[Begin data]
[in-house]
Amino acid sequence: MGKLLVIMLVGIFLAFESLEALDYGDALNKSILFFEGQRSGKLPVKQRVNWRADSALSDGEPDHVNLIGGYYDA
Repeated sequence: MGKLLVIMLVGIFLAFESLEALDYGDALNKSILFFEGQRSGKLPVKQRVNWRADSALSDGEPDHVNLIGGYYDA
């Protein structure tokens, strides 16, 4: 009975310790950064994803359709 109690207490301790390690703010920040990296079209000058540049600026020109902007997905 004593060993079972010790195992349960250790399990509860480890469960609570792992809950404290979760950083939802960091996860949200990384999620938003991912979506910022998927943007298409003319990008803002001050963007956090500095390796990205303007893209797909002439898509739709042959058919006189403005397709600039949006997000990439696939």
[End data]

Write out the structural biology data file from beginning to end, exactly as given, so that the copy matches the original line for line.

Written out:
[in-house]
Amino acid sequence: MGKLLVIMLVGIFLAFESLEALDYGDALNKSILFFEGQRSGKLPVKQRVNWRADSALSDGEPDHVNLIGGYYDA
Repeated sequence: MGKLLVIMLVGIFLAFESLEALDYGDALNKSILFFEGQRSGKLPVKQRVNWRADSALSDGEPDHVNLIGGYYDA
């Protein structure tokens, strides 16, 4: 009975310790950064994803359709 109690207490301790390690703010920040990296079209000058540049600026020109902007997905 004593060993079972010790195992349960250790399990509860480890469960609570792992809950404290979760950083939802960091996860949200990384999620938003991912979506910022998927943007298409003319990008803002001050963007956090500095390796990205303007893209797909002439898509739709042959058919006189403005397709600039949006997000990439696939």